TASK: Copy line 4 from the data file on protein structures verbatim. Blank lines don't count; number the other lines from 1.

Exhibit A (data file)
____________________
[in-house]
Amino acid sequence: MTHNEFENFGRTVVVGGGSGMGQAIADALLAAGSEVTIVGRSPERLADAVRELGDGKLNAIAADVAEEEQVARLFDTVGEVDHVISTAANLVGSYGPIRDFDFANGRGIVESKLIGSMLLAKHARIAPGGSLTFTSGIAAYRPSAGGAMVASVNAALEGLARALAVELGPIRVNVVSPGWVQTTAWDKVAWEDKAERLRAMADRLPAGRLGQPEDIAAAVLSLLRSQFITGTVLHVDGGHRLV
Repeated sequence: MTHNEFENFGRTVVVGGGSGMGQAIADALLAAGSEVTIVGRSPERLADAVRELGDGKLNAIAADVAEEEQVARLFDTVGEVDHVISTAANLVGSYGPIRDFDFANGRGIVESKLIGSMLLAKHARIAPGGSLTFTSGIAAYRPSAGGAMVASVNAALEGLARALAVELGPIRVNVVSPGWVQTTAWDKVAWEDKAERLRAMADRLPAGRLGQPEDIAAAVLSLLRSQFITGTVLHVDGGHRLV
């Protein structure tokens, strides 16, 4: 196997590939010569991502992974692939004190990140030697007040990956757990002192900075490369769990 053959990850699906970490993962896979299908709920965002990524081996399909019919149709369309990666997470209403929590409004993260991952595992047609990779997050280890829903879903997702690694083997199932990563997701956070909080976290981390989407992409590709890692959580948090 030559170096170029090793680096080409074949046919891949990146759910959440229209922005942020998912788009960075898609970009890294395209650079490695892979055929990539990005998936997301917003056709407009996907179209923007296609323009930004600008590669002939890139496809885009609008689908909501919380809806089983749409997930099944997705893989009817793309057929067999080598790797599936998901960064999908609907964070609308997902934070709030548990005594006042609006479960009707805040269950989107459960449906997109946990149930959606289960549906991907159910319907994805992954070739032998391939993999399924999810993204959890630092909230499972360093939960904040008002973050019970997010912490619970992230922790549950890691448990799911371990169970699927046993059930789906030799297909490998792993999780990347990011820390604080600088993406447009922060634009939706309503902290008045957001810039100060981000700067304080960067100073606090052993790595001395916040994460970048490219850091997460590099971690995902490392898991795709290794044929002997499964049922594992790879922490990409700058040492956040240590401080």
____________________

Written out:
């Protein structure tokens, strides 16, 4: 196997590939010569991502992974692939004190990140030697007040990956757990002192900075490369769990 053959990850699906970490993962896979299908709920965002990524081996399909019919149709369309990666997470209403929590409004993260991952595992047609990779997050280890829903879903997702690694083997199932990563997701956070909080976290981390989407992409590709890692959580948090 030559170096170029090793680096080409074949046919891949990146759910959440229209922005942020998912788009960075898609970009890294395209650079490695892979055929990539990005998936997301917003056709407009996907179209923007296609323009930004600008590669002939890139496809885009609008689908909501919380809806089983749409997930099944997705893989009817793309057929067999080598790797599936998901960064999908609907964070609308997902934070709030548990005594006042609006479960009707805040269950989107459960449906997109946990149930959606289960549906991907159910319907994805992954070739032998391939993999399924999810993204959890630092909230499972360093939960904040008002973050019970997010912490619970992230922790549950890691448990799911371990169970699927046993059930789906030799297909490998792993999780990347990011820390604080600088993406447009922060634009939706309503902290008045957001810039100060981000700067304080960067100073606090052993790595001395916040994460970048490219850091997460590099971690995902490392898991795709290794044929002997499964049922594992790879922490990409700058040492956040240590401080």